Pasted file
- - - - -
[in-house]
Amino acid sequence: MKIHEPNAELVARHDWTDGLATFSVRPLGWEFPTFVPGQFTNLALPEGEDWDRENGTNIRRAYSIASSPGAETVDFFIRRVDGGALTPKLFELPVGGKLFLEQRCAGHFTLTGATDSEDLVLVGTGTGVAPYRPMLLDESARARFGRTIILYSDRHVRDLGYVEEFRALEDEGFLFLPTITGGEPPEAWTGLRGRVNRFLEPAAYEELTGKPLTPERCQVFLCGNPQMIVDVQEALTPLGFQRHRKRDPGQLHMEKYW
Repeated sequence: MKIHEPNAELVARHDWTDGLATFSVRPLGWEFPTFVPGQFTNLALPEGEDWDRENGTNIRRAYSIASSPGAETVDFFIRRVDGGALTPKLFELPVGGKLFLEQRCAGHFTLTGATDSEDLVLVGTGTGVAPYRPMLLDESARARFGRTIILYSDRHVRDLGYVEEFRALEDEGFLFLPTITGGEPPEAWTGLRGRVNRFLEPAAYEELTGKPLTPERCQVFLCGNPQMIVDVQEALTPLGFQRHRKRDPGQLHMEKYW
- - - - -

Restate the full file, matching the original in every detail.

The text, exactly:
[in-house]
Amino acid sequence: MKIHEPNAELVARHDWTDGLATFSVRPLGWEFPTFVPGQFTNLALPEGEDWDRENGTNIRRAYSIASSPGAETVDFFIRRVDGGALTPKLFELPVGGKLFLEQRCAGHFTLTGATDSEDLVLVGTGTGVAPYRPMLLDESARARFGRTIILYSDRHVRDLGYVEEFRALEDEGFLFLPTITGGEPPEAWTGLRGRVNRFLEPAAYEELTGKPLTPERCQVFLCGNPQMIVDVQEALTPLGFQRHRKRDPGQLHMEKYW
Repeated sequence: MKIHEPNAELVARHDWTDGLATFSVRPLGWEFPTFVPGQFTNLALPEGEDWDRENGTNIRRAYSIASSPGAETVDFFIRRVDGGALTPKLFELPVGGKLFLEQRCAGHFTLTGATDSEDLVLVGTGTGVAPYRPMLLDESARARFGRTIILYSDRHVRDLGYVEEFRALEDEGFLFLPTITGGEPPEAWTGLRGRVNRFLEPAAYEELTGKPLTPERCQVFLCGNPQMIVDVQEALTPLGFQRHRKRDPGQLHMEKYW